Panama Papers: History of Tax Avoidance

Wealthy people have practiced tax evasion since the days of antiquity.

The millions of e-mails, financial spreadsheets, and corporate documents that were leaked last week disclosed that many famous public figures, politicians, and executives used tax havens in different countries to cheat taxation. The tax havens include Luxembourg, the Seychelles, Panama and others.
Experts say that there are about $20 trillion in assets which are hidden in countries offering tax avoidance and confidentiality to bank account owners.

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As for Swiss banks, they have been guaranteeing confidentiality since the French Revolution of 1789 for those who wanted to hide their money. Monaco started to offer such services from the time that casinos began to bring in enough cash to eliminate income tax in 1869.
Liechtenstein became a tax haven country in 1926, followed by Luxembourg in 1929 and the Bermudas in 1930, according to Ronen Palan, a professor at City University London, who is a specialist in studying tax avoidance and offshore finance.
Also, since 1934, it has been a crime for Swiss bank employees to disclose a customer’s information. Other countries criticized this decision, with warnings to sue citizens that opened bank accounts in Switzerland.
Despite this, the money of rich people started to move to Switzerland and to other countries that offered similar services, such as Liechtenstein and Uruguay.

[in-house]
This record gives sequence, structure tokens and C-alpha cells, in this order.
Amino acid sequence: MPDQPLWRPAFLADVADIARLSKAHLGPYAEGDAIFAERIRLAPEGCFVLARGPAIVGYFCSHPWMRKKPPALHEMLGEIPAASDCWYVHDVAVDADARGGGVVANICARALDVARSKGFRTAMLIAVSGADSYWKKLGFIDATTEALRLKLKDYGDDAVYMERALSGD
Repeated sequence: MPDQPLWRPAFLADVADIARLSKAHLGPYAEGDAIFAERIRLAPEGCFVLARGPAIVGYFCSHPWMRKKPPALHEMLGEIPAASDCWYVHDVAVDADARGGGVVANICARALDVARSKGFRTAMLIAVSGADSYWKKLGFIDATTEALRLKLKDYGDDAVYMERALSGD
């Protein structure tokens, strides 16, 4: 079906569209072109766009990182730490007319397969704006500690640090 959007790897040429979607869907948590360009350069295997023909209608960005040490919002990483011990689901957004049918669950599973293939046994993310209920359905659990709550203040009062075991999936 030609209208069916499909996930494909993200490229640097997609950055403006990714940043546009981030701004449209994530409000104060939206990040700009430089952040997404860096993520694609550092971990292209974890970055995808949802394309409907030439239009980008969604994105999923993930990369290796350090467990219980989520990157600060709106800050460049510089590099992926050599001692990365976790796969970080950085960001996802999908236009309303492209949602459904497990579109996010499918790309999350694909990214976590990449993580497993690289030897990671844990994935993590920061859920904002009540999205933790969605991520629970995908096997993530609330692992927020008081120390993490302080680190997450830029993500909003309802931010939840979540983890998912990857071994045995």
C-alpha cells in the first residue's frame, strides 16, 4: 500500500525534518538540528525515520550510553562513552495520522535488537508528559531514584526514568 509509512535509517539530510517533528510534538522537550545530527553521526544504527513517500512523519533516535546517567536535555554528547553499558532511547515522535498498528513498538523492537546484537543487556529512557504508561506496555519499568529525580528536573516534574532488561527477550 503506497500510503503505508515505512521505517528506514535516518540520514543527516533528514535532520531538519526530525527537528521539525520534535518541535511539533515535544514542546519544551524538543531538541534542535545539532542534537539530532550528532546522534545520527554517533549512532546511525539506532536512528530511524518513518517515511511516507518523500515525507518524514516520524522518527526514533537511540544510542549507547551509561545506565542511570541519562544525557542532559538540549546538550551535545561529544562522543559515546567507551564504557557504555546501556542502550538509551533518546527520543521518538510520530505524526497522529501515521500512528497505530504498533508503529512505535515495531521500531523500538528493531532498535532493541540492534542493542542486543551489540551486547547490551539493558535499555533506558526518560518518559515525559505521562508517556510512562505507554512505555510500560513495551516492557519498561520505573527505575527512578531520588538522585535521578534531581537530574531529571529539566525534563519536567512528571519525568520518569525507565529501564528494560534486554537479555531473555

In the 1880s, by the initiative of corporate lawyer James Dill, the state of New Jersey loosened its corporate disclosure rules. Even before this, huge companies like Standard Oil had moved to this state, preparing the ground for transfer pricing – a popular way to minimize taxation for the international companies by selling from subsidiaries to their parent organizations. Also, there is no need to travel far to hide assets as the list of tax haven territories includes US states like Wyoming and Nevada.
Some states like Oregon let people manage a company without providing identification. There are many situations where wealthy people can use this. For example, a Washington resident can establish a business in Oregon and buy a yacht and avoid ten percent sales tax in Washington.
So-called ‘shell companies’ usually have registration in states with few requirements for disclosing personal information and also they often have no assets and operations. According to the US Treasury, such companies are aimed at hiding the source and identity of owners who possess billions of dollars in assets.
Today, tax evasion is such a widespread phenomenon that it is impossible to make an estimation of amount lost in taxes, although the numbers are close to tens of billions of dollars each year.
The simplicity of avoiding taxes gives the wealthy the motivation to cheat taxation and also increases concerns over growing income inequality and lack of trust in the financial markets.
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